Tuesday, 15 July 2014

Howard, Howard, How does your Garden grow?

Howard Gardner is truly a remarkable man! He identified seven distinct intelligences that have greatly contributed to the world of teaching and learning. Sadly, we often face the educational challenge where we assume that everyone can learn the same material in the same way. We need to realise that individuals differ in strength of these intelligences.  This is similar to gardening: every gardener (learner) can benefit from tips for planting. Yet, crops and flowers all have specific nurturing requirements that differ in amount and frequency. Therefore, we need to keep track of this in order to have 'plentiful harvest'.

I recently discovered an article about implementing the multiple intelligences in the classroom (shared by Ruzél van der Poel) and absolutely love the idea of creating a 'Music Center': students are given the opportunity to compose and sing songs about the subject matter, make their own instruments and learn in rhythmical ways. Those who consider themselves learning best by music will surely say: "Thank you for the music..."

So, how do we accommodate everyone? I think we can all agree that this will be a difficult task! It requires additional time, planning, effort, innovative ideas and assistance. However, in the end it will be worthwhile trying. You can help bring out the best in learners and make them believe in each day. Who knows - soon, the learning problems might just fade away!

I advise you all to follow the link to Ruzél's blog and read more about implementing Gardner's intelligences in the classroom. In addition, I also shared the following video of Lanny Sherwin, singing about people being different. 

Remember: birds of different feathers can flock together! 

Sunday, 29 June 2014

An 'App' a day keeps the problems away!

Sixth Grade Learning Games is a free educational app designed by Kevin Bradford in 2013. This app is specifically designed for Grade 6 learners (generally aged 12). These lessons are, however, also ideal for learners that are just about to enter 6th grade, or for the current 6th graders who need a bit of help mastering a specific lesson. All 10 game lessons are fun, interactive and designed according to real Sixth Grade curriculums and are modelled after Common Core State Standards. Parents and educators are ensured that the information and content is aimed at Grade 6, ensuring that the learners are practicing and learning content they need to know. 
The games teach subjects such as Language (English) and Mathematics mainly, including topics like: geometry, algebra, probability, statistics, number sense, reading comprehension, synonyms and vocabulary.
This app is designed in a way that learners do not only practice, learn and improve their Grade 6 core content, but also have fun at the same time. The interactive games ensure learners to improve answering questions in a specific time, to complete the ‘race’, building process or card game (teaching learners to be determined and goal-orientated) or even try a more advanced level. Learners are therefore provided with the opportunity to improve individually at a fun-filled and suitable pace according to their level (easy/medium/hard) and educational need.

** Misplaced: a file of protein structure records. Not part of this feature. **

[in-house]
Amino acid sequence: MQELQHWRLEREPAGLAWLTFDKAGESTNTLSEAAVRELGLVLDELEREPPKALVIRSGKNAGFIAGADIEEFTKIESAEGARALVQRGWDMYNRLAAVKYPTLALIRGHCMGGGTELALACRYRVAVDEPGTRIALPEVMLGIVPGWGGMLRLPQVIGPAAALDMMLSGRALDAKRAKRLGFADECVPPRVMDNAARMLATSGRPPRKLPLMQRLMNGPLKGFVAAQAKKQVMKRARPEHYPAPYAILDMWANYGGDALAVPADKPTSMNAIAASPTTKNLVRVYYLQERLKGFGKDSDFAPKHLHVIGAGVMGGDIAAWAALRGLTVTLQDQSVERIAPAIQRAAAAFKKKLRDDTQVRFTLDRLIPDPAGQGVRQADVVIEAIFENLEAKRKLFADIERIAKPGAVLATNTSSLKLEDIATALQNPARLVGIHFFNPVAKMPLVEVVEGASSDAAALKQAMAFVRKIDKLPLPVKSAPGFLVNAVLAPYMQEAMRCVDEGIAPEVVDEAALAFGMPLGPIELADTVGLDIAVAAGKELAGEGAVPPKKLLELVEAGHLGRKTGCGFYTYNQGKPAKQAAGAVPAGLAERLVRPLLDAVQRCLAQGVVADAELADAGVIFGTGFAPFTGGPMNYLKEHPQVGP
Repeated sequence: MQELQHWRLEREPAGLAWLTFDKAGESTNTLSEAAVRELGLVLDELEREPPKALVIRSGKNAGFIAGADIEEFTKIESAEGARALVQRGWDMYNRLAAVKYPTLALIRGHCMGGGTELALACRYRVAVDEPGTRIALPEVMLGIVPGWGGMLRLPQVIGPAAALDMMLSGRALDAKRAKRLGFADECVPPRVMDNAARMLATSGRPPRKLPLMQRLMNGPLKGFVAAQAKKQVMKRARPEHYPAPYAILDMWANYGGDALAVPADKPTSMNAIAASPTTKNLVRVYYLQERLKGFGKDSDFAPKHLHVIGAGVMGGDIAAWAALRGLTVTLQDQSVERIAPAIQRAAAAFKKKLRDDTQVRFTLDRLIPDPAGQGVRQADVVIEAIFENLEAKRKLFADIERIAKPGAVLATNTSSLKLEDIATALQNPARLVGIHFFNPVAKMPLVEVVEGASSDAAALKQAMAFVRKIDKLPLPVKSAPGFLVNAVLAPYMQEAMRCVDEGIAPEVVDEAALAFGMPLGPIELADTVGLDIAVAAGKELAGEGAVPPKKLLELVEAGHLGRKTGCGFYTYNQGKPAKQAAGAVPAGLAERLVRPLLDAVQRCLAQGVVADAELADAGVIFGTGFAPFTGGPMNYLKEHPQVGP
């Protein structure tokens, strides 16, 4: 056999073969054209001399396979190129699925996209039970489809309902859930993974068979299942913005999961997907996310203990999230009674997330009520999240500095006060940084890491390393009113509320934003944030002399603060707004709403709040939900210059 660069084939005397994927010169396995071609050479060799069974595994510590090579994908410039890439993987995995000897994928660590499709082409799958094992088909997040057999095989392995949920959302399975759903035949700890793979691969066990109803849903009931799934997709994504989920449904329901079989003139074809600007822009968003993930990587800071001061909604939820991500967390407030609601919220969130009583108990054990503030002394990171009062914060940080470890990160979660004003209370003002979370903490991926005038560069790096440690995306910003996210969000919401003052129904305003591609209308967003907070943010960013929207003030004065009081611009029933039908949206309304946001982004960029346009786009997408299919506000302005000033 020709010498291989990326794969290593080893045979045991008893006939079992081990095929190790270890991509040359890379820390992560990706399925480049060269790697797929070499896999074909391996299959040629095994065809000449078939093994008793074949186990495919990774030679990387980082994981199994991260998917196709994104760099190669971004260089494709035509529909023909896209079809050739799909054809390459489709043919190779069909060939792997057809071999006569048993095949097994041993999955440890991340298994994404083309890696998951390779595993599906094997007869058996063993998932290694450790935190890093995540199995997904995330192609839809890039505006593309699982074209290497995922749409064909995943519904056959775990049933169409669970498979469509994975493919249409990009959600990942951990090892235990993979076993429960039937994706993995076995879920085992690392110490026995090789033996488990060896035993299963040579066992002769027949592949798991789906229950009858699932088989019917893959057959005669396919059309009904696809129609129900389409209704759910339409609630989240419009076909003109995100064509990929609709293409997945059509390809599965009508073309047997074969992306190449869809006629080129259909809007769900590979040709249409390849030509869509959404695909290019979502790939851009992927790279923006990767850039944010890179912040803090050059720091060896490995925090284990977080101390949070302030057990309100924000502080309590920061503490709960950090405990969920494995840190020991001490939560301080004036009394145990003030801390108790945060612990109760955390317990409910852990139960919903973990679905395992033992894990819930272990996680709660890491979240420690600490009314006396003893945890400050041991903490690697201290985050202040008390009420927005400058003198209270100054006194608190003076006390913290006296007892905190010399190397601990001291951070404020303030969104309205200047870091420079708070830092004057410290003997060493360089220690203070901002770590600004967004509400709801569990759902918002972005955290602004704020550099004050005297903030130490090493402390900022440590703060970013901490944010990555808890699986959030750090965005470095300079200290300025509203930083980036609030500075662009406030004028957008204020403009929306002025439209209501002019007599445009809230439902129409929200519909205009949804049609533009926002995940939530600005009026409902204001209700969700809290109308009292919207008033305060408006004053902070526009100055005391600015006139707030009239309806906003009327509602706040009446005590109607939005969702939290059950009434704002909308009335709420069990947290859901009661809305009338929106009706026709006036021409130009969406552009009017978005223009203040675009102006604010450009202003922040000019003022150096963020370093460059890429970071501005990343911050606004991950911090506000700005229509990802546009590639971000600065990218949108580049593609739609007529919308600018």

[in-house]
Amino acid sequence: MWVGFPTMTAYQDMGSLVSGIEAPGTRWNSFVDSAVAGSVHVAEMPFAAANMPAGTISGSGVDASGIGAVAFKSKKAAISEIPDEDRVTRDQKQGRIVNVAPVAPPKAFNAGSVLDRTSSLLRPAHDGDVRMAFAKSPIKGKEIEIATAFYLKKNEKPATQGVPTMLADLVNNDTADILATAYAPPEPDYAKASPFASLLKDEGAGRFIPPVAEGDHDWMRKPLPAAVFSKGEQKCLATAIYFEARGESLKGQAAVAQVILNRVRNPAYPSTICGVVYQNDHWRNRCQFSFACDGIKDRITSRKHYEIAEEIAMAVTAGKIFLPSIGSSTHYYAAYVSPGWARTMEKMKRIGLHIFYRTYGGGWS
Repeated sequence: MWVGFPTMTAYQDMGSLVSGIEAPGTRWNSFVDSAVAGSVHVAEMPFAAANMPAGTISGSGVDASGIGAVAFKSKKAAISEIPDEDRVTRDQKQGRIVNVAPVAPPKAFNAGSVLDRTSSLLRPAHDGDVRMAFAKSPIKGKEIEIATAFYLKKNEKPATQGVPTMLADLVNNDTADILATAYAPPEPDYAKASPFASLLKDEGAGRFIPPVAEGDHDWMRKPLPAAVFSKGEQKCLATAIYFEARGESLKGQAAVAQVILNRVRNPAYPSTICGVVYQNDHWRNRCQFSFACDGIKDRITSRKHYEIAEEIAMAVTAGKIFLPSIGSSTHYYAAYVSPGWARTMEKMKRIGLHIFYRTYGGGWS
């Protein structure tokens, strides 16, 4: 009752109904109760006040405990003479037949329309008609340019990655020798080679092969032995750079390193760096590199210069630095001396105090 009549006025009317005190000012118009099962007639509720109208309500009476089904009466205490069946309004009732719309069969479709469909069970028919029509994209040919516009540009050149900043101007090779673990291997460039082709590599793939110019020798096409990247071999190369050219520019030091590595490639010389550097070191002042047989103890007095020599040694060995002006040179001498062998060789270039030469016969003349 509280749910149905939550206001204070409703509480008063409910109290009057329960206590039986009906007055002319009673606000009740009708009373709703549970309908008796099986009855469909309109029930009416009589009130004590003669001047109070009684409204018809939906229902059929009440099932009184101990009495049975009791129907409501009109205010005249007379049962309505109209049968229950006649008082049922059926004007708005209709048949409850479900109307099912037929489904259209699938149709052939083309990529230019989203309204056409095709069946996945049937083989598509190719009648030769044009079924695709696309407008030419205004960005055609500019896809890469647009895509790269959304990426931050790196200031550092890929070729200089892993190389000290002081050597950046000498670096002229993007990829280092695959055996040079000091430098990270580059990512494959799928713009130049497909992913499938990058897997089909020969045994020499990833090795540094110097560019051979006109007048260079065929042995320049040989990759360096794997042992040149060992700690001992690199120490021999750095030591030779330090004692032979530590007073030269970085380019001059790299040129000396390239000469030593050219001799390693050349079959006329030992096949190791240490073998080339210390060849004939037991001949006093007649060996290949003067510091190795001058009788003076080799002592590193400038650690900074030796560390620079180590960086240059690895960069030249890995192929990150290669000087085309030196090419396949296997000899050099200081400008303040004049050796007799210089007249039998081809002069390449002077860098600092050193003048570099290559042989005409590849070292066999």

The game on numbers sense, for example, specifically takes the format of a racing game. Depending on whether learners can answer the set questions along the track, their speed will increase while competing against the other cars. With each question asked, a question mark button is provided, allowing additional help and a brief description (if required) on the content tested in the question. This is very helpful, as all learners will not necessarily be up to date with what is asked or tested. Consequently, they are now encouraged to try, to participate and to excel.
Teaching numbers sense or words in class could be considered boring and unentertaining. Yet, if teachers introduce this app as an educational resource game in glass, learners may be inspired to pay attention and collaborate with others. The teacher could project the app on a white board and invite the learners at the end of the teaching session to participate in a topic-related game for a few minutes. The app would therefore not merely replace the formal ‘teaching and learning’ in class, but serve as an additional tool to ensure learner participation, excitement, learning and fun.
Furthermore, this app is also recently designed (2013), which makes the learning content updated and trustworthy.
Potential Challenges:
This specific version only includes 3 games to try for free. Even though you may unlock all 10 games through a simple in-app purchase, it will require additional cost. If the app is used in the classroom (as suggested with the projection screen), the teacher will have to download the app before-hand on a cell phone or computer/ other device. Should the free version be used, the teacher will need to find access to an Android phone (2.2 and up) and make sure that there is enough data/ space to download the app of 20 MBThis might be a problem, as not all teachers will necessarily have access to these specific requirements.